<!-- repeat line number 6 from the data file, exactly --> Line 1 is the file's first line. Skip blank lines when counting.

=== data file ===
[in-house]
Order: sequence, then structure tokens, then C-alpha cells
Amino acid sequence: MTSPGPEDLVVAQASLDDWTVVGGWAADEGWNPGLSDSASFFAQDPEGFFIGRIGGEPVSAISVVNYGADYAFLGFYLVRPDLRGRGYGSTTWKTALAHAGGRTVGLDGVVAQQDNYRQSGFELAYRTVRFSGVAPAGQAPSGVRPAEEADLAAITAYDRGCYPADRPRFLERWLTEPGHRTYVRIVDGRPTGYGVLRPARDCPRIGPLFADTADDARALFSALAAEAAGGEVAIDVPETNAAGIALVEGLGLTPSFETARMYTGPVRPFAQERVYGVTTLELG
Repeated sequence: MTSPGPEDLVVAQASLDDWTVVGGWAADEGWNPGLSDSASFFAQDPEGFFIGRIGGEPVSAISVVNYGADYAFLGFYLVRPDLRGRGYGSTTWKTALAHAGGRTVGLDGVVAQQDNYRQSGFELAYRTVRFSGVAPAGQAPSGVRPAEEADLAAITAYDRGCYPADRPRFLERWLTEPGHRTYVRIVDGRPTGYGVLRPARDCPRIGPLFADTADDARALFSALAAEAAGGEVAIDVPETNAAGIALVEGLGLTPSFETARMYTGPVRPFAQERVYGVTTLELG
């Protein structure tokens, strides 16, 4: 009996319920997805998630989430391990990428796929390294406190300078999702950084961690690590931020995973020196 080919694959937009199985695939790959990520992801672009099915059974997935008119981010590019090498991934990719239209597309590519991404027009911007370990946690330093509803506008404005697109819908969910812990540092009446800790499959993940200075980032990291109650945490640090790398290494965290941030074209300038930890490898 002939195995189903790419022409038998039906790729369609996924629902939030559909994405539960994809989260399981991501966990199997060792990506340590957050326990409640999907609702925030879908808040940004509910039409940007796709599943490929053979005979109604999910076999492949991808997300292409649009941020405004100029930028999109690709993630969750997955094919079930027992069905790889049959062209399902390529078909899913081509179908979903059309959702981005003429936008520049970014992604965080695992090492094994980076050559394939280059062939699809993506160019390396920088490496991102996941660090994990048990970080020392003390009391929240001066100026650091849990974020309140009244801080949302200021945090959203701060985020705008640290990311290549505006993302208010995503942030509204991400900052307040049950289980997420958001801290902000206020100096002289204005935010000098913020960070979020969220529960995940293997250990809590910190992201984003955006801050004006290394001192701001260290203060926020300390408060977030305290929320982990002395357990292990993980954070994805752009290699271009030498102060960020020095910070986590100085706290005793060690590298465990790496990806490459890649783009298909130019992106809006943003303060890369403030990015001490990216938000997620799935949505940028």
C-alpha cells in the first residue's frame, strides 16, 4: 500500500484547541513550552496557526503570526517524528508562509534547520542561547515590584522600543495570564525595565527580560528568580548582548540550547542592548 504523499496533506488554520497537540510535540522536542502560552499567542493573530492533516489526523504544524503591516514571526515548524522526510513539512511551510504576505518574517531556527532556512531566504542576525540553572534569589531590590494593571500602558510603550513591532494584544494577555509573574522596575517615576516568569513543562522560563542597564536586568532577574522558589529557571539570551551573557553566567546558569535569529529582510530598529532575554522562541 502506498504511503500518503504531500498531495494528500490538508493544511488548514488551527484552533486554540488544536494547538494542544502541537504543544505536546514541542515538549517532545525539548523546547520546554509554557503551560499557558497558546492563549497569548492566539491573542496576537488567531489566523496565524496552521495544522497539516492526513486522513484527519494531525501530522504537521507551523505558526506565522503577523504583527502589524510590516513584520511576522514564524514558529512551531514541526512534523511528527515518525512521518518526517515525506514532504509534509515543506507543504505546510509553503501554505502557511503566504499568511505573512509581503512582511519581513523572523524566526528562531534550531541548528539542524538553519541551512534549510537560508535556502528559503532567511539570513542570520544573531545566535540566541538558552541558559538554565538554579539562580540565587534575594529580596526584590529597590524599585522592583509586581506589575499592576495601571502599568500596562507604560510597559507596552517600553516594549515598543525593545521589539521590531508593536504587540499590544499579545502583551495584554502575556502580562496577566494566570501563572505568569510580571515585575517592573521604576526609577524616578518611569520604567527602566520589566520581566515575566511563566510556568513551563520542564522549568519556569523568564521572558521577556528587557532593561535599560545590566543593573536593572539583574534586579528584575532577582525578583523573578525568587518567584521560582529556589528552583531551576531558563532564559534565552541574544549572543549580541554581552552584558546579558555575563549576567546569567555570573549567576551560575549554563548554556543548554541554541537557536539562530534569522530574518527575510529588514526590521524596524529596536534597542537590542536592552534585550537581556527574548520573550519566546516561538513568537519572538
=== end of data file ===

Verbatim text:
C-alpha cells in the first residue's frame, strides 16, 4: 500500500484547541513550552496557526503570526517524528508562509534547520542561547515590584522600543495570564525595565527580560528568580548582548540550547542592548 504523499496533506488554520497537540510535540522536542502560552499567542493573530492533516489526523504544524503591516514571526515548524522526510513539512511551510504576505518574517531556527532556512531566504542576525540553572534569589531590590494593571500602558510603550513591532494584544494577555509573574522596575517615576516568569513543562522560563542597564536586568532577574522558589529557571539570551551573557553566567546558569535569529529582510530598529532575554522562541 502506498504511503500518503504531500498531495494528500490538508493544511488548514488551527484552533486554540488544536494547538494542544502541537504543544505536546514541542515538549517532545525539548523546547520546554509554557503551560499557558497558546492563549497569548492566539491573542496576537488567531489566523496565524496552521495544522497539516492526513486522513484527519494531525501530522504537521507551523505558526506565522503577523504583527502589524510590516513584520511576522514564524514558529512551531514541526512534523511528527515518525512521518518526517515525506514532504509534509515543506507543504505546510509553503501554505502557511503566504499568511505573512509581503512582511519581513523572523524566526528562531534550531541548528539542524538553519541551512534549510537560508535556502528559503532567511539570513542570520544573531545566535540566541538558552541558559538554565538554579539562580540565587534575594529580596526584590529597590524599585522592583509586581506589575499592576495601571502599568500596562507604560510597559507596552517600553516594549515598543525593545521589539521590531508593536504587540499590544499579545502583551495584554502575556502580562496577566494566570501563572505568569510580571515585575517592573521604576526609577524616578518611569520604567527602566520589566520581566515575566511563566510556568513551563520542564522549568519556569523568564521572558521577556528587557532593561535599560545590566543593573536593572539583574534586579528584575532577582525578583523573578525568587518567584521560582529556589528552583531551576531558563532564559534565552541574544549572543549580541554581552552584558546579558555575563549576567546569567555570573549567576551560575549554563548554556543548554541554541537557536539562530534569522530574518527575510529588514526590521524596524529596536534597542537590542536592552534585550537581556527574548520573550519566546516561538513568537519572538